Maximize Your Pet's Safety While Traveling

By Faith McCloy
December 15, 2023

With the holidays quickly approaching and vacation plans coming to fruition, making decisions about whether your dog is meeting the extended family or if they’re better at home is tough. There are many things to consider when you choose to travel with your dog and you might be questioning if it’s safe. We’ve compiled a list of our best tips on how to safely travel with your pup. 


One of the most important things to do before traveling with your dog is to make a visit to your vet. If you are traveling by plane, you will need a certificate of health before your pet is allowed onboard. It is generally a good idea to keep your dog up-to-date on their vaccines, but this is a requirement for air travel. Your vet can also make the call to ensure your pup is mentally and physically capable to travel. 

Before you embark on your trip, program your vet’s phone number into your phone so you can easily reach them if something were to happen. You should also research emergency vets near your destination to be prepared for anything that can happen. 

If you’re not staying with family and are anxious about finding a pet-friendly hotel, there are many platforms you can use to find appropriate living arrangements. “BringFido” is a website that can aid you in your search for all things pet-friendly. You should always double-check that hotels or activities you plan on bringing your dog to are truly dog-friendly. 


Your dog should always have some form of identification on them at all times. There are many things that could go awry when traveling and this will protect your pup from getting lost. Their leash and collar should be sturdy, but in the event they slip their collar, have your pet microchipped. A microchip can hold your contact information and any vet can scan your dog for it. Another safety measure is to bring a recent photo of you and your dog as further proof that they belong to you.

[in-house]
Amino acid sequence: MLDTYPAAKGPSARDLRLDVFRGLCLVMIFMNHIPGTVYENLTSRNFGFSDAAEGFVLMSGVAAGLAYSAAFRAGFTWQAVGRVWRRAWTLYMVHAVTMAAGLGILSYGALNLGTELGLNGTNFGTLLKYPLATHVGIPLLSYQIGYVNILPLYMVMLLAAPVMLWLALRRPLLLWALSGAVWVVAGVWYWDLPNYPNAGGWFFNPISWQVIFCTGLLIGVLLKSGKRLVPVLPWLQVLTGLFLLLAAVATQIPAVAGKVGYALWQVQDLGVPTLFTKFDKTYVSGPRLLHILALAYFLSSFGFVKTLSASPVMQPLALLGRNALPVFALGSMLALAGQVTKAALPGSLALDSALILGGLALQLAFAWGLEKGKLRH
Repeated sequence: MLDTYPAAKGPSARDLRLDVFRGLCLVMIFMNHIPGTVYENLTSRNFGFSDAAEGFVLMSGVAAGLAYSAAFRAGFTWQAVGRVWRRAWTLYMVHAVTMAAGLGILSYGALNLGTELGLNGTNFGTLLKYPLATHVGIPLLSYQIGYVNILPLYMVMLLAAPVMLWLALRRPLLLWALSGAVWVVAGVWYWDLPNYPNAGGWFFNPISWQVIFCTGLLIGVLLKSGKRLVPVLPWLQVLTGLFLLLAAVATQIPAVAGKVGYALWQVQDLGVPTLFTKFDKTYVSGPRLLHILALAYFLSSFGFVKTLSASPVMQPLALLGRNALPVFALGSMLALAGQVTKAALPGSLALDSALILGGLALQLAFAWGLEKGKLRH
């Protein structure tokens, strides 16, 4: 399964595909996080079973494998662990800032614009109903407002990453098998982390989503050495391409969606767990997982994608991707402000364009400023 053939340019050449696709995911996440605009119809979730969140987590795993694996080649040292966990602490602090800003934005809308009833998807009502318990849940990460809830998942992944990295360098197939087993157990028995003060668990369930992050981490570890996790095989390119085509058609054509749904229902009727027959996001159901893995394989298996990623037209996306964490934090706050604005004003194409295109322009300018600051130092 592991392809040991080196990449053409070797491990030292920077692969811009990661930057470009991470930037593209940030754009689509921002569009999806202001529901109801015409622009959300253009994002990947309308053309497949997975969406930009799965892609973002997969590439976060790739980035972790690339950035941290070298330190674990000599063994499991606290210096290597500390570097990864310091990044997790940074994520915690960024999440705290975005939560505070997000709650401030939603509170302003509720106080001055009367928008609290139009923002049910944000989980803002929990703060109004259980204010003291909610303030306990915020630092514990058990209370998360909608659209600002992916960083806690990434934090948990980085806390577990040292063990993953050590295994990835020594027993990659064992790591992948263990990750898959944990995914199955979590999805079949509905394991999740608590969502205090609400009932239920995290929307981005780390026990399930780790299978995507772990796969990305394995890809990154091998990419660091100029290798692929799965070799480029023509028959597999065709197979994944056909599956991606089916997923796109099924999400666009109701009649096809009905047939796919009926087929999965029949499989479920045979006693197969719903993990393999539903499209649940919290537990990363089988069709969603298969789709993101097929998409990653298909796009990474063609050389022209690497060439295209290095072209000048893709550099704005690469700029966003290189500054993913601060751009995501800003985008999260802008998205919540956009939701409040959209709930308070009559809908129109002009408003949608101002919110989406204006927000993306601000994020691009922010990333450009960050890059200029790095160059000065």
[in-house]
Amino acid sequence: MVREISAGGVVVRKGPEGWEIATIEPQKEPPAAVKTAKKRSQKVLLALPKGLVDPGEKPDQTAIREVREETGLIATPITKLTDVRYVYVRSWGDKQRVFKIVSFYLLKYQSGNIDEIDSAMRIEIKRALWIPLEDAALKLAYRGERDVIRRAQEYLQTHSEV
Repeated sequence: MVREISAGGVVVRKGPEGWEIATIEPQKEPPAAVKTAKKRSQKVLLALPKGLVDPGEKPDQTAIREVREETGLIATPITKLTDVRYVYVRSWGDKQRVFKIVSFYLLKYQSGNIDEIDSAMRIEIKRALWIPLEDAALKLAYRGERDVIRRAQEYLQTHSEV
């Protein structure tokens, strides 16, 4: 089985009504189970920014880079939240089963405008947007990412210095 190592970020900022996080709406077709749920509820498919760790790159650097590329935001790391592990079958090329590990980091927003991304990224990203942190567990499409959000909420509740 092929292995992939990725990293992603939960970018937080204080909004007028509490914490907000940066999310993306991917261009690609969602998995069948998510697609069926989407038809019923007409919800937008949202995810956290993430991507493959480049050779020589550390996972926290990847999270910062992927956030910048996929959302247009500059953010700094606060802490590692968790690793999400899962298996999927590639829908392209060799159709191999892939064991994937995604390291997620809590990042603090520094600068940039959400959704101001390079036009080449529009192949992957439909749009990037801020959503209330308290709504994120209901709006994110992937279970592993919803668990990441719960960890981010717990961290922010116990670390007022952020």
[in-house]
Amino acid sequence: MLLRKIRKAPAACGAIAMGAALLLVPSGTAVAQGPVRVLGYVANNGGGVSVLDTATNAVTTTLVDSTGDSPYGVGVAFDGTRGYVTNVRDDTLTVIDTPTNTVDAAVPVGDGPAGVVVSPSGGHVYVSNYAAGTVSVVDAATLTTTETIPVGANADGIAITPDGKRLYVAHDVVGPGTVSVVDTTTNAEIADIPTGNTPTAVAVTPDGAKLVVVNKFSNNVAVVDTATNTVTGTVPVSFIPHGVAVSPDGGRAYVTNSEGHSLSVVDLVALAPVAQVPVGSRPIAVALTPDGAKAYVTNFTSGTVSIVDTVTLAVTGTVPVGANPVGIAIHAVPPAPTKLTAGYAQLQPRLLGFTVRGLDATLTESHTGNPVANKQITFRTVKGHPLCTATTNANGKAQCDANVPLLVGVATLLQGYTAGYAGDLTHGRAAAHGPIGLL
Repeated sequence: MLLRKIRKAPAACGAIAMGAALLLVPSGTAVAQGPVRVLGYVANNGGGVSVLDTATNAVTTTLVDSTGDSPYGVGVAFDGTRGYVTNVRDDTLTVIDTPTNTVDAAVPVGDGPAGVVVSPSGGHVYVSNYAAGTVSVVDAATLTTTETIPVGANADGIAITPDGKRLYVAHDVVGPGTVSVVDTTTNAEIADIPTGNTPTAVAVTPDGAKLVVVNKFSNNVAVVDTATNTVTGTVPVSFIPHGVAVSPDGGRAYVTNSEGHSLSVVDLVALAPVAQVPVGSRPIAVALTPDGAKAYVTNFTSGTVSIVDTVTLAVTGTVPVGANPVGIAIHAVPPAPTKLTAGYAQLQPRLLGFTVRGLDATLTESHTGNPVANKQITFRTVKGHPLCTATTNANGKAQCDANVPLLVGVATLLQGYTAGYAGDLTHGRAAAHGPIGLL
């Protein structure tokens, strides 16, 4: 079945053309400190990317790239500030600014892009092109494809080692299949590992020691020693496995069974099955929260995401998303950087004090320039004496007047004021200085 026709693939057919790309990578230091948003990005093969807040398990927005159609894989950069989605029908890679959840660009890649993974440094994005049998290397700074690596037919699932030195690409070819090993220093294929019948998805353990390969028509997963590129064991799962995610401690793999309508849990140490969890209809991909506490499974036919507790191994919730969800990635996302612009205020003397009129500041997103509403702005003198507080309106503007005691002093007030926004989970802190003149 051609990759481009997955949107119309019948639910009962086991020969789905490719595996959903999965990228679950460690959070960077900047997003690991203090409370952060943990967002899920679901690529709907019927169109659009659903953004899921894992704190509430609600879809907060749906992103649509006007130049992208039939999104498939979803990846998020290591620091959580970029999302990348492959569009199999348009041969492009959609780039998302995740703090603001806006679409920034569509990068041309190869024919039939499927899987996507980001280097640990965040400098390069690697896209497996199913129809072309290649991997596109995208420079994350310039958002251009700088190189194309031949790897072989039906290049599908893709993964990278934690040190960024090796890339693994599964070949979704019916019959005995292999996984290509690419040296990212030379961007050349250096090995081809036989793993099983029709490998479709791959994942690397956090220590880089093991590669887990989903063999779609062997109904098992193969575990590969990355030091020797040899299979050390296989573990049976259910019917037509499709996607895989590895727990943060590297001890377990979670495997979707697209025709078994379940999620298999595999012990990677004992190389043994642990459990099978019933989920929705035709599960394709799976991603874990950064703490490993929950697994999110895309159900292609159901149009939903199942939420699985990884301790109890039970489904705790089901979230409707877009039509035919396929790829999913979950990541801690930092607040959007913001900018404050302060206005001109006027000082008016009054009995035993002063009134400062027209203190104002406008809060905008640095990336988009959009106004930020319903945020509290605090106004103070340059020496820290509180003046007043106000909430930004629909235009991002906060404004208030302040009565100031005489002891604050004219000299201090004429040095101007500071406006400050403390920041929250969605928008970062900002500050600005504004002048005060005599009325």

Trip Necessities

You should have a few things on hand when traveling.

  • Food
  • Water
  • Medications
  • Poop Bags

Always bring enough food and water for the duration of your trip plus a little extra–it never hurts to be prepared! Your dog will need frequent stops for potty breaks, so bring poop bags to keep the environment clean. 

To Crate Or Not To Crate

A light-colored Australian Shepherd puppy is sitting in a wire crate.

Crating is a decision that not all owners feel is necessary. For those that do crate, consider bringing it along with you as you travel. Not only is this a safety feature for your pup, but it could calm potential anxiety. Their crate is often a place of refuge and having that during a stressful experience will help a lot. Stock the crate with their favorite toy, a dog water bottle, and a crate pad. This will ensure they’ll be comfortable.

Via The Car

Traveling by car with your pet is one of the easiest and most cost-effective ways to get to your destination. It is, however, one of the more dangerous options, as there are more variables that are out of your control.